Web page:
at the cost of morality resulting in dehumanisation. As such, one must
consider that there will never be a truly efficient system without

sacrificing human or democratic values, nor a democratic one that is as

efficient as it could be; Weber himself was aware the process was bound
to have adverse effects on a liberal social order. This makes it almost
unfeasible in a society dominated by the media, and obsessed with
transparency and accountability. Further, if we are to consider
bureaucracy more in the present, sociologists such as Ulrich Beck in his
study on Risk Society have argued that we have now moved beyond the
society in which Weber was writing, and our attempts to control nature
and our own surroundings now present us with the unintended
consequences of rationalisation. Indeed, McDonaldisation is one such
example, as the fast food industry now has a clear standardisation of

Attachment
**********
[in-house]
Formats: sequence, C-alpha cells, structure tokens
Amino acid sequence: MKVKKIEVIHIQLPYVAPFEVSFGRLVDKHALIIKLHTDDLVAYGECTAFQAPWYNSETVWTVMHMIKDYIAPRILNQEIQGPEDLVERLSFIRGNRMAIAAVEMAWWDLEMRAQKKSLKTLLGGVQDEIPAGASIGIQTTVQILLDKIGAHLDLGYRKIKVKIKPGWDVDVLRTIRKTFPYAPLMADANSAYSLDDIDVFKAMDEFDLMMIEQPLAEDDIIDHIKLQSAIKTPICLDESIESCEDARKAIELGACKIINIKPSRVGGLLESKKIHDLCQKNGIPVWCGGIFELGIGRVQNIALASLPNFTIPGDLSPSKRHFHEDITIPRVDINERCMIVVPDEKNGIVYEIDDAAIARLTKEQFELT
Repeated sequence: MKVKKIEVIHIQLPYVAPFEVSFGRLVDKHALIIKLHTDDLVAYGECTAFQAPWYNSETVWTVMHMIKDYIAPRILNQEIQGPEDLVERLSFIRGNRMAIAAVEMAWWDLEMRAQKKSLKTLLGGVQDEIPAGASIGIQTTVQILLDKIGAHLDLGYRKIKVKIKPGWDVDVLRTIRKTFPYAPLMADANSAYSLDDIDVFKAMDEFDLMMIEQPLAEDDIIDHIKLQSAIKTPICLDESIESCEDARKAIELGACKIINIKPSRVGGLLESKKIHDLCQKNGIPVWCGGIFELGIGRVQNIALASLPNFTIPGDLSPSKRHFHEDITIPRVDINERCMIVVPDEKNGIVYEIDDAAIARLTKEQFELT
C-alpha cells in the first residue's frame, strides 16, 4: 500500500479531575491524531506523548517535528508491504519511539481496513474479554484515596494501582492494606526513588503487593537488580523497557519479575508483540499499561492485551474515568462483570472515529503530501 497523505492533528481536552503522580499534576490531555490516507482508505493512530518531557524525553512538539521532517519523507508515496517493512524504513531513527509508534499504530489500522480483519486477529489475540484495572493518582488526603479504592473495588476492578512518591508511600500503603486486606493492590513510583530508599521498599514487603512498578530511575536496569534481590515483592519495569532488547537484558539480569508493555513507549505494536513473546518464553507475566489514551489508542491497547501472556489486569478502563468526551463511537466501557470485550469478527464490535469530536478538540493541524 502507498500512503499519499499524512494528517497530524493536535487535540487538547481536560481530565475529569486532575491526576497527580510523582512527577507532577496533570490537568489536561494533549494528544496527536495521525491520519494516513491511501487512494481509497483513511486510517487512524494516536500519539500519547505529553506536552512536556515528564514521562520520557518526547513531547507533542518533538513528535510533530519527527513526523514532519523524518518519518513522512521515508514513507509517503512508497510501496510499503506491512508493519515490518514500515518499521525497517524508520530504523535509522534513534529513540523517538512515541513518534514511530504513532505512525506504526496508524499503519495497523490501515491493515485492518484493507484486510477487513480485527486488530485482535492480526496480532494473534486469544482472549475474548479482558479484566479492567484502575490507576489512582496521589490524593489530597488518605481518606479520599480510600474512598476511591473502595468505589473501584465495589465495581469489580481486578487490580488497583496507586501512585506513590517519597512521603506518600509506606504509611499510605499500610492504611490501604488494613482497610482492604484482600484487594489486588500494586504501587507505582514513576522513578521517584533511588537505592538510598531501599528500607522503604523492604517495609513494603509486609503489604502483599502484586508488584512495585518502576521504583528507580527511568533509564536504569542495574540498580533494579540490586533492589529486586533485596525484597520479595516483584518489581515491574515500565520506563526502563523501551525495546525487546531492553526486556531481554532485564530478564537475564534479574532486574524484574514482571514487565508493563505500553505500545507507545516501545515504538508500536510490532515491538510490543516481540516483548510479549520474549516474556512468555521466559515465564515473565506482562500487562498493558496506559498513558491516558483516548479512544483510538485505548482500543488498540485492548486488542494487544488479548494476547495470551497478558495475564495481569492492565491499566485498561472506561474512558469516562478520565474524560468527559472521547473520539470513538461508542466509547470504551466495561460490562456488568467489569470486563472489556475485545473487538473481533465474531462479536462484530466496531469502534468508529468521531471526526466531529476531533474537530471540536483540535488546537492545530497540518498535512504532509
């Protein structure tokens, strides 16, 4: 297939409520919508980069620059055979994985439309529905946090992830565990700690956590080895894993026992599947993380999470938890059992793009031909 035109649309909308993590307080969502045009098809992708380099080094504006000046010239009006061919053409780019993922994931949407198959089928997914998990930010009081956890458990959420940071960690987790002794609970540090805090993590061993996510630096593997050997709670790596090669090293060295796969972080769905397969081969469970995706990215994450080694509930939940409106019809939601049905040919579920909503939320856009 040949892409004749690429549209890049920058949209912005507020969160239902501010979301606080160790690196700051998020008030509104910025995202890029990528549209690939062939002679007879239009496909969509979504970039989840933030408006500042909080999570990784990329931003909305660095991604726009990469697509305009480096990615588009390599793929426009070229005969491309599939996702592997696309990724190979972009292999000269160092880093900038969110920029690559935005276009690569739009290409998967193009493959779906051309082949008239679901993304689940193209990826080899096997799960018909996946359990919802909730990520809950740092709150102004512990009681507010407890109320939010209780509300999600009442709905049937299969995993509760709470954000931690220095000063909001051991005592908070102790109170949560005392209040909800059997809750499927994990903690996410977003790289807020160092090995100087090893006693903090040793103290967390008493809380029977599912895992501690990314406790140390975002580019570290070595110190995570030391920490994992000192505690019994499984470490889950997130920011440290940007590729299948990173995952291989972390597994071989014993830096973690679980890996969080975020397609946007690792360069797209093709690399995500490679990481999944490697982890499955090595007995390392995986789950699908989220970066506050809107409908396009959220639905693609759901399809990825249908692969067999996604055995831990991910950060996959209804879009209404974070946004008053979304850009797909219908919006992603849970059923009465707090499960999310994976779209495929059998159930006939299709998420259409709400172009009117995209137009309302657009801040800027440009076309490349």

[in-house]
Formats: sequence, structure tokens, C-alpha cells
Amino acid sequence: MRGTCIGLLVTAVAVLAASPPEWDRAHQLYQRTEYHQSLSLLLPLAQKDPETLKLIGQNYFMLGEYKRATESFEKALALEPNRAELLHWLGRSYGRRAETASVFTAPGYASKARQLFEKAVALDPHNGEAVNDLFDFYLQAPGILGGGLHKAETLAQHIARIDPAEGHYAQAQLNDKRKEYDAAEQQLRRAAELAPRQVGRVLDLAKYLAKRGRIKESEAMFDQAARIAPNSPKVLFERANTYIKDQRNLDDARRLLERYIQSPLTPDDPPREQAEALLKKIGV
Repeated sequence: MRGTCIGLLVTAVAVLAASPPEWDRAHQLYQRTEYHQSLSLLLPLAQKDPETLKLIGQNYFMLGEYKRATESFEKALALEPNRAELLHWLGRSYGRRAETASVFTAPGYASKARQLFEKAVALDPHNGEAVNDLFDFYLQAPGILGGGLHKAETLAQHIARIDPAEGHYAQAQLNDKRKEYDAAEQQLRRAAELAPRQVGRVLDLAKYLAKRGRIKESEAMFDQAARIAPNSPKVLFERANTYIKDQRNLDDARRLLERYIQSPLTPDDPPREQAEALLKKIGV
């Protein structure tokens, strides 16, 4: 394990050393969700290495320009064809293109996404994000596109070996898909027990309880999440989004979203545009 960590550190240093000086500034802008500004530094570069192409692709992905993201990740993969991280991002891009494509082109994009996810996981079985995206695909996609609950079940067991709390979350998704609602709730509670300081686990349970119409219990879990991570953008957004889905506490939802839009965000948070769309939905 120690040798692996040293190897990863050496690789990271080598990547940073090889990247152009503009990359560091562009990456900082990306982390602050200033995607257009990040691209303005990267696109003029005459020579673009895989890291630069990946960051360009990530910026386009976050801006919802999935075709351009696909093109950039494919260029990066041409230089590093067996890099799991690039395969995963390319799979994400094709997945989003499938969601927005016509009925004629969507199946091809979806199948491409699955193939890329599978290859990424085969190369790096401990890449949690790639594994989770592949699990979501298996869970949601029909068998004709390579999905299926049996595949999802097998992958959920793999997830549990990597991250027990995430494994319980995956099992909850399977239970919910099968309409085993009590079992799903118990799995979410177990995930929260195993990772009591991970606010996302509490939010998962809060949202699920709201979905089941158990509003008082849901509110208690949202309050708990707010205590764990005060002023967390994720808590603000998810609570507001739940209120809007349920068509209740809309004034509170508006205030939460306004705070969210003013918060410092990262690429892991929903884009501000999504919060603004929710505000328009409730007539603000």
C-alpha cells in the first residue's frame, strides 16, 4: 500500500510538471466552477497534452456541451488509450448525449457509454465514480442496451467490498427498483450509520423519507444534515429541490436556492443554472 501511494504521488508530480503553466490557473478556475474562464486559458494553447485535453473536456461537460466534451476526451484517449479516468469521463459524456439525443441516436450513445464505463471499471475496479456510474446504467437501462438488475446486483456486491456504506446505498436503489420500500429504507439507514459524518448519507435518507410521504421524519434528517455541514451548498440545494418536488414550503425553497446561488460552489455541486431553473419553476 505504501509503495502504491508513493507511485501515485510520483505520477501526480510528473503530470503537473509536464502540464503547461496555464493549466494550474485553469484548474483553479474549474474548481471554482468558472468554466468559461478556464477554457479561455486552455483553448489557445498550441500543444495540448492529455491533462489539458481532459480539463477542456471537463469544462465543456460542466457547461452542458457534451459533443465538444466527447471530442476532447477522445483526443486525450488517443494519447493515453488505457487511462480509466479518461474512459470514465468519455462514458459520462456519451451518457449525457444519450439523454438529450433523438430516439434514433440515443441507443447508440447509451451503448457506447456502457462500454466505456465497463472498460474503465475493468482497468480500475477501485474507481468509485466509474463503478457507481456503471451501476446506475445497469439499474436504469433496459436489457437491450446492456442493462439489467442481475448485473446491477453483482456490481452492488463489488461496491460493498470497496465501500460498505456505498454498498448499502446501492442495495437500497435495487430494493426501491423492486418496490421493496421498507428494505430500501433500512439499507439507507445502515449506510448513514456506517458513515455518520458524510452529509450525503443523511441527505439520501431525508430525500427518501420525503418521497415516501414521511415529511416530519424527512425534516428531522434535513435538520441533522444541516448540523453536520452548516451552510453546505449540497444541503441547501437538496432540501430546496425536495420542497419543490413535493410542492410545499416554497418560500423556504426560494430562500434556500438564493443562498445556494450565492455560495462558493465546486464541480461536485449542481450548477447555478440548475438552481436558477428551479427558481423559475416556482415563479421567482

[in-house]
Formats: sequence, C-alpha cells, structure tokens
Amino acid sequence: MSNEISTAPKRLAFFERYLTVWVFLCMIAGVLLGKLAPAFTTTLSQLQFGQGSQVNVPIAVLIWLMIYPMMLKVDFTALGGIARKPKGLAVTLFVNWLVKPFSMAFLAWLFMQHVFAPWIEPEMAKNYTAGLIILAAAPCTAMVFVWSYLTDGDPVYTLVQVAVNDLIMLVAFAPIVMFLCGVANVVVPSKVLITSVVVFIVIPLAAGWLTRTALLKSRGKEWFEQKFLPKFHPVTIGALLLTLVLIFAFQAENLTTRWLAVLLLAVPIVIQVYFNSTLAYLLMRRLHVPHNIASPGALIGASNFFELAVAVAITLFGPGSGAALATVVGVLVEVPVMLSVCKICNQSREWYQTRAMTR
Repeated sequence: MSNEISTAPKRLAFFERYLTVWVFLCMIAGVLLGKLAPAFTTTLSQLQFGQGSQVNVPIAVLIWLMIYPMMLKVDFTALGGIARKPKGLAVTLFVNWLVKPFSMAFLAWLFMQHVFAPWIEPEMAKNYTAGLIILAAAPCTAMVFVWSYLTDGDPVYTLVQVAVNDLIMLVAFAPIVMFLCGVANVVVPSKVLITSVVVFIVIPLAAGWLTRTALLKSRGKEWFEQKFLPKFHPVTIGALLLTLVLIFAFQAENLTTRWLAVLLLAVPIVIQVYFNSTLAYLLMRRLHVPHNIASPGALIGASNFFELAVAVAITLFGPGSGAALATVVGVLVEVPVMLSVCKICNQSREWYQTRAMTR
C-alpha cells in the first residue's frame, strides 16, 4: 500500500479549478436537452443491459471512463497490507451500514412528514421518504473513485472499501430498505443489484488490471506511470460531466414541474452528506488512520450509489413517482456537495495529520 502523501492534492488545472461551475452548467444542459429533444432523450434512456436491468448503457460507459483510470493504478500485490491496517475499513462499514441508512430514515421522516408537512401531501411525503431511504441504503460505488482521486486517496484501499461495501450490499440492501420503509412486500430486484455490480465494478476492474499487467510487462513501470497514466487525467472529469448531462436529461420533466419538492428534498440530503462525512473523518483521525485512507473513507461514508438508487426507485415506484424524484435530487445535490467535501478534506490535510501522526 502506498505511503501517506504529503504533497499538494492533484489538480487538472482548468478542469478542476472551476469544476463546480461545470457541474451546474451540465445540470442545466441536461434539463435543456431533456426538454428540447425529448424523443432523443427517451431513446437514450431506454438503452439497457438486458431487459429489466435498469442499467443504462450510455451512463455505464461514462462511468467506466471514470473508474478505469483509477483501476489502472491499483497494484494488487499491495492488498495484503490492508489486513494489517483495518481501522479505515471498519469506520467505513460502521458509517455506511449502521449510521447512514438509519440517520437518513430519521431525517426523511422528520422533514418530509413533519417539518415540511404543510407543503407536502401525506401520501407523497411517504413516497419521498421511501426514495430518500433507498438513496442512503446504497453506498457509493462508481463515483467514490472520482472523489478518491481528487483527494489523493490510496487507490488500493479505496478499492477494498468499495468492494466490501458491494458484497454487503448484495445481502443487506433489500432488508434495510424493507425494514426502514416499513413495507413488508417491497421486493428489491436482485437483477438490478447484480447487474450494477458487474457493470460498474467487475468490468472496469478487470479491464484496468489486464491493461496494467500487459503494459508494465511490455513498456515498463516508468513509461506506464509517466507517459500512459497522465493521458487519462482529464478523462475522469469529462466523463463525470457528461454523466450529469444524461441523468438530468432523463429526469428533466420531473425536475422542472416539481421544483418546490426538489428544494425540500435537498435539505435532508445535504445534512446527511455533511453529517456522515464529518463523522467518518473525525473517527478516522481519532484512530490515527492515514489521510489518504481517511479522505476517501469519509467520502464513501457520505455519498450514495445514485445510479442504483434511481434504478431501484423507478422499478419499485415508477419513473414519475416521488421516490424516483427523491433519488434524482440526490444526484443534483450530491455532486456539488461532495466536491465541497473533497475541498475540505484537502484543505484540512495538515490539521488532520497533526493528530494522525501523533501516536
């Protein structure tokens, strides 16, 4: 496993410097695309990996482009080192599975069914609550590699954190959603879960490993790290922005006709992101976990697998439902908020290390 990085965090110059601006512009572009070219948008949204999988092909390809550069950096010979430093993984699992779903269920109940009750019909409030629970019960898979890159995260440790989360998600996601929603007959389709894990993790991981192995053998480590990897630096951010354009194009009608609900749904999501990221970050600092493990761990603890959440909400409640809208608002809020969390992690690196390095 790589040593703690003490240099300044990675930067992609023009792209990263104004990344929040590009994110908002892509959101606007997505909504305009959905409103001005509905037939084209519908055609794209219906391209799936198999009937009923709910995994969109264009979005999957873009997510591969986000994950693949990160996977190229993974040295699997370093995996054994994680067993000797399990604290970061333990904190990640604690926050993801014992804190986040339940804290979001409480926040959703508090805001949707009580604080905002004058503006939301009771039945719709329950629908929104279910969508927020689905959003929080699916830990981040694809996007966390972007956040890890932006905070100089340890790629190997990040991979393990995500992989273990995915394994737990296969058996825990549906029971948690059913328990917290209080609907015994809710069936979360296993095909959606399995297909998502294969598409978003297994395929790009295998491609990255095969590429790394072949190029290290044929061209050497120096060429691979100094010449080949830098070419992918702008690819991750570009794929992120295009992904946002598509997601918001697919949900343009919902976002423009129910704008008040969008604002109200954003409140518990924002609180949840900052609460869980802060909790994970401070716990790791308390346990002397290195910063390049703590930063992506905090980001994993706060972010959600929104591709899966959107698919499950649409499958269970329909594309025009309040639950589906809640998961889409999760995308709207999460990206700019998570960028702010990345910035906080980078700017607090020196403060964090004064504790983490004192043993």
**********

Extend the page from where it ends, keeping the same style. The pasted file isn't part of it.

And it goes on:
products, allowing for greater predictability on the part of the consumer
and people who produce it, allowing for creative efficiency and maximum
profits. Therefore, whilst Webers analysis of bureaucracy is thorough and
optimally efficient, bureaucracys dangers and impracticality in a liberal,
democratic and increasingly transparent and accountable world largely
outweigh its tremendous efficiency.

Aron, R. (n.d.). Main Currents in Sociological Thought 2: Durkheim, Pareto,
Collins, R. (1986). Weberian Sociological Theory. Cambridge: Cambridge
University Press.
Downs, A. &. (1967). Inside bureaucracy. Boston: Little, Brown.
Mommsen, W. J. (1989). The Political and Social Theory of Max Weber.